This article is the first part of a two-part series that provides recommendations for securing the Sun Linux 5.0 operating system. This part provides recommendations for securing local access and file systems. The information in this article applies only to the Sun Linux 5.0 distribution, although some of the techniques or recommendations might apply to other Linux distributions. This article is ideal for a reader with a beginner to Intermediate level of expertise.
Securing Sun Linux Systems: Part I, Local Access and File Systems
2003-09-22 Linux 12 Comments
A brief google search and skimming Sun’s website leads to no download links or specific mentions of “Sun Linux 5.0.” where can one get this distribution? Is it only shipped with certain sun hardware? If this is not readily available/supported, what is the relevance?
Hmm, and on second reading, I wish I hadn’t psoted that. Sorry.
Seems like in Sun land they start counting from 5, instead of 0, like all other geeks.
Maybe that’s why they’re not attracting the geek masses.
Seems to me that that link links to nowhere….specific…
PAGE NOT FOUND…
Eugenia, how could you post this?
I’m sure its a mistake, but at your level of OS knowledge, this is to big…
Seems like it works for everyone else, perhaps the site was down when you tried? It is quite slow at the moment.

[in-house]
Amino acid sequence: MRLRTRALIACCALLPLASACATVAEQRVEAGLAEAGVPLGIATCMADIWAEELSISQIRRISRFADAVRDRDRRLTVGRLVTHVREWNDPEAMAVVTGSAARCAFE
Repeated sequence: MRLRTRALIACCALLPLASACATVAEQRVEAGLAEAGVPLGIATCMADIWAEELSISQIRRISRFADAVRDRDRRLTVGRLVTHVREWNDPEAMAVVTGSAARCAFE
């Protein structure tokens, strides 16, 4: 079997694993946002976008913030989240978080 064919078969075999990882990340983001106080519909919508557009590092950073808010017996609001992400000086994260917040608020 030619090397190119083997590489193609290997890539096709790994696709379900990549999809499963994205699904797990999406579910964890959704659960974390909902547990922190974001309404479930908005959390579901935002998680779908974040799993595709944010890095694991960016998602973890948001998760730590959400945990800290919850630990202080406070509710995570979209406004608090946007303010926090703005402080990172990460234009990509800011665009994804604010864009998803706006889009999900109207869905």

All other geeks? Are you sure about that?
I taught it was a mistake, but now the link works. Please mode my previous comment down:)
I thought Sun ended up discontinuing their home-rolled distribution in favor of reselling Red Hat, SuSE, etc. For example, the Java Desktop is Sun’s software packaged onto a SuSE distribution, right?
I don’t get it to. They have the resources to cook their own distro, and they have the resources to support it, heck, everyone who has enough GNU/Linux knowledge and with LFS added to that anyone could cook a distro, why does SUN need SuSE?
I am a former Cobalt Networks/Sun employee… Sun Linux 5.0 was the short-lived (~1 year) distro Sun created and shipped on the LX50. Customer confusion led to the dropping of a separate distro; now Sun resells Red Hat and SuSE.
Sun Linux started with a 5.0 version number because the first four iterations of Linux used on the Cobalt appliances were counted as 1.0 through 4.0… and yes, the numbering scheme was a huge source of confusion with customers, but in a Marketing Logic way, made sense…
Yes, “Shinkansen” something kernel, right?
I used to played around with a Cobalt Cube and a Cobalt RaQ.
They’re very pretty stuffs, easy to use, and powerful enough for their jobs.
You can’t bookmark it and don’t try to open it in an other window because that wont work either